Fracturing project mixes fluids downhole

The US Energy Department reports that mixing the fluids used to fracture a gas formation downhole could be a better technique than mixing them on the surface. RealTimeZone Inc., Roswell, NM, used the downhole mixing technique in a 12,300-ft gas well near Carlsbad.


The US Energy Department reports that mixing the fluids used to fracture a gas formation downhole could be a better technique than mixing them on the surface.

RealTimeZone Inc., Roswell, NM, used the downhole mixing technique for the first time in a 12,300-ft gas well near Carlsbad.

DOE said not only did the company succeed in restoring nearly 300 Mcfd from a well scheduled for plugging, but also it showed that the cost of the fracturing process could be halved. The gas industry spends more than $1 billion/year to fracture wells.

It said RealTime Zone's method of downhole mixing gives the operator more control over the fracturing process. "Changes in stimulation pressures monitored at the surface allow operators to know if the fracture is being created as planned. If necessary, the operators can change the fluid mixture to ensure that a fracture goes in its intended direction."

The test used bauxite mixed with a methanol gel at the surface that was blended with liquid CO2 down the borehole.

DOE explained the bauxite props the fracture open while the CO2 and methanol-gel, which create the fracture, carry it deep into the formation. Because CO2 becomes a gas once the pressure is reduced after the fracture is formed, it comes out of the formation faster than a fluid. This allows the fracture fluid to be recovered at a faster rate, which enables the well to produce gas sooner.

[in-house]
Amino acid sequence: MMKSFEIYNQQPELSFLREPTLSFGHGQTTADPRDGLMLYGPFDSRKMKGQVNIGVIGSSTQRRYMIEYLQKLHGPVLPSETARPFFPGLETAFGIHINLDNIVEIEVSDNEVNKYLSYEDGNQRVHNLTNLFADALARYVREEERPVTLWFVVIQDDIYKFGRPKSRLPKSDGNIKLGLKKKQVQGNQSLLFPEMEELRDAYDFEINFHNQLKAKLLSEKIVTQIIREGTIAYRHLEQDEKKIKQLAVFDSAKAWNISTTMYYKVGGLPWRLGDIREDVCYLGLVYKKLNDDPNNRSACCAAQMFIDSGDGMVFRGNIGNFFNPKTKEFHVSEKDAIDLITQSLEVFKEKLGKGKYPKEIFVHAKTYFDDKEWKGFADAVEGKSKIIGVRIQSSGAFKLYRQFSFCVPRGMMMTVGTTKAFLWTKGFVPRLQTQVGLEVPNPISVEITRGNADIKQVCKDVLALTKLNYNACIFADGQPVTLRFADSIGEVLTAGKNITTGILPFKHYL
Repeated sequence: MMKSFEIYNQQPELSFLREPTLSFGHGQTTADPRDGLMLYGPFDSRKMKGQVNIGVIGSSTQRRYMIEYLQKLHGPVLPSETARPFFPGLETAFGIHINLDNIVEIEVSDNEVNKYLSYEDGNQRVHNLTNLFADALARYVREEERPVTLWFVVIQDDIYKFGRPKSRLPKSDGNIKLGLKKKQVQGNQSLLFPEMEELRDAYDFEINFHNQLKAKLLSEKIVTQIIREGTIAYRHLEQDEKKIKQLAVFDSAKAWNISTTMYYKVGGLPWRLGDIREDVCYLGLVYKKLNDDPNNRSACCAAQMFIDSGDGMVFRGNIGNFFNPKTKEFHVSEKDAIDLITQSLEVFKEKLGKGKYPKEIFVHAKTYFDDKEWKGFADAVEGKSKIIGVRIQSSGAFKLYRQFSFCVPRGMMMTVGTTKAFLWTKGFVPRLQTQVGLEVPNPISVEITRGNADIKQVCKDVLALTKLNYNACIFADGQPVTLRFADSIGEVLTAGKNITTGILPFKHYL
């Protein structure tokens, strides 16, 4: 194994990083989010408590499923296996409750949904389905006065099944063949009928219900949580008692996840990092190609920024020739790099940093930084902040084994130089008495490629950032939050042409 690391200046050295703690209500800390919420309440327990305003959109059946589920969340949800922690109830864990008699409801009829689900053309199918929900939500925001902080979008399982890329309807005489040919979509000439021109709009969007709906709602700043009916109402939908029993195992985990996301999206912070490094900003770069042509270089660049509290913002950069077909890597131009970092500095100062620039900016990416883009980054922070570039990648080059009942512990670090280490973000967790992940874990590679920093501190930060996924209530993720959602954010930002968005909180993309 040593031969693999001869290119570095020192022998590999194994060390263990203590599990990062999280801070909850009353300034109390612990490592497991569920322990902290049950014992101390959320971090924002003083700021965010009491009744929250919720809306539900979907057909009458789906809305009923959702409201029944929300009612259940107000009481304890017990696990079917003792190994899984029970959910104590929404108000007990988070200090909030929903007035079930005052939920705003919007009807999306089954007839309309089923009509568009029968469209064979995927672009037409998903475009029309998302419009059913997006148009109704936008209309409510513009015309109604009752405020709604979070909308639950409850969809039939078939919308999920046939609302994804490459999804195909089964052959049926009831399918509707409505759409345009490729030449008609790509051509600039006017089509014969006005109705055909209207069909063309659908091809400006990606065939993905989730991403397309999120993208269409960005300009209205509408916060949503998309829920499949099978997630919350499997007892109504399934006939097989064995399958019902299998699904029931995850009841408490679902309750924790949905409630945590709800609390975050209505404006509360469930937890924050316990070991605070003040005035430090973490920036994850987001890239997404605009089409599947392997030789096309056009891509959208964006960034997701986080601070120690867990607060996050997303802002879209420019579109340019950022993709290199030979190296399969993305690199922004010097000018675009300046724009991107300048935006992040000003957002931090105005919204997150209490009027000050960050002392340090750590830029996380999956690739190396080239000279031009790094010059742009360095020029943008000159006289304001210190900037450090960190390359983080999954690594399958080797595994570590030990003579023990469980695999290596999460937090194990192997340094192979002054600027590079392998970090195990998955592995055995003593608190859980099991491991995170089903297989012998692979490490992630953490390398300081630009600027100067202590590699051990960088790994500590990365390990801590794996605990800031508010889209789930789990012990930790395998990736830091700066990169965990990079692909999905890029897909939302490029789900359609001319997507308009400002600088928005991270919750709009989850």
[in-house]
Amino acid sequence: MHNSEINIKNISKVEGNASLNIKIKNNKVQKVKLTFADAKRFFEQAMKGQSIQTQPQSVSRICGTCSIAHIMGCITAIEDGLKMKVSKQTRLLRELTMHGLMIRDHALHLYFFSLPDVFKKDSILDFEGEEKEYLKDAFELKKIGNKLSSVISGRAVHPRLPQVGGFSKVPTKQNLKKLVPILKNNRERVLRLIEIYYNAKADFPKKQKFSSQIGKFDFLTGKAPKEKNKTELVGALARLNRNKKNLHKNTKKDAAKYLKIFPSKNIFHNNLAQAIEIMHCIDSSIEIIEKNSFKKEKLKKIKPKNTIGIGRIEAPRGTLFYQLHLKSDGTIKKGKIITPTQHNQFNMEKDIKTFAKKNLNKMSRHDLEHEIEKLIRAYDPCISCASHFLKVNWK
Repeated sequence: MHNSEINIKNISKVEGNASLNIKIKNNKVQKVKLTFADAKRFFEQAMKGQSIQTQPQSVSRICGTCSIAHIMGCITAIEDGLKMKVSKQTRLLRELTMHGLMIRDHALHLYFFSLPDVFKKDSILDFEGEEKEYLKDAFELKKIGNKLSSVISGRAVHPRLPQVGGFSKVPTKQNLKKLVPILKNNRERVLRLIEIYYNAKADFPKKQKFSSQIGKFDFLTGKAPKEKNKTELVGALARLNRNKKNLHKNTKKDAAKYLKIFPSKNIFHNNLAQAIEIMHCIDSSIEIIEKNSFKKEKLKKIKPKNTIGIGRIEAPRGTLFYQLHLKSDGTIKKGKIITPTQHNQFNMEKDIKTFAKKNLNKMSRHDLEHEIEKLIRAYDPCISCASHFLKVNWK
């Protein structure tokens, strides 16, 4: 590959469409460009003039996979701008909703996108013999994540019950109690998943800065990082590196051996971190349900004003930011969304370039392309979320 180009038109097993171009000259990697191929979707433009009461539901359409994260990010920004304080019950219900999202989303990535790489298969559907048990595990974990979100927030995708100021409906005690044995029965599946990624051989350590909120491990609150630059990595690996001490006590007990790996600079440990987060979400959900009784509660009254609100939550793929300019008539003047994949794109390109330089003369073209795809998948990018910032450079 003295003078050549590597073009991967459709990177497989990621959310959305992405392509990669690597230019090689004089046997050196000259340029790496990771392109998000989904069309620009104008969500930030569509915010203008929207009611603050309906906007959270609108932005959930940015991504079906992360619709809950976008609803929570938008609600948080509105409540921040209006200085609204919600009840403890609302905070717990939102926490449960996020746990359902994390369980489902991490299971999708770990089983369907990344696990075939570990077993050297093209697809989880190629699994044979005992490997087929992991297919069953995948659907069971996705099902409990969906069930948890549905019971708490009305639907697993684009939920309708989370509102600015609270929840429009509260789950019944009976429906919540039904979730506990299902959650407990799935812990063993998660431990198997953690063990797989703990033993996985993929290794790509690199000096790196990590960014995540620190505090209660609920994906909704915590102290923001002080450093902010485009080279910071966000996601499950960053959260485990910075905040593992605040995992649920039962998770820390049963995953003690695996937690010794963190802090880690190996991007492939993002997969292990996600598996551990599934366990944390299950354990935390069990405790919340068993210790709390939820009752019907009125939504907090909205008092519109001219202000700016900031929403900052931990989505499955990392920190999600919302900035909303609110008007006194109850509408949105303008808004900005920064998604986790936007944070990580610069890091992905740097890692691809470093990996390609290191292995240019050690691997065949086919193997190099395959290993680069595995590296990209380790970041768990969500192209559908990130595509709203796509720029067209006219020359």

DOE said, "This downhole stimulation method also uses lower treating pressures, which makes the stimulation safer. The operator also saves costs because much less horsepower is used to pump the fracture fluid into the well.

"If RealTimeZone's technology can be used on just 20% of the fracture stimulations carried out by US gas producers, it could save the industry more than $100 million/year."

DOE's National Energy Technology Laboratory began working with RealTimeZone on the hydraulic fracturing project in May 1999. It contribured $922,000 of the $1.3 million project cost. The project will end in June 2002.

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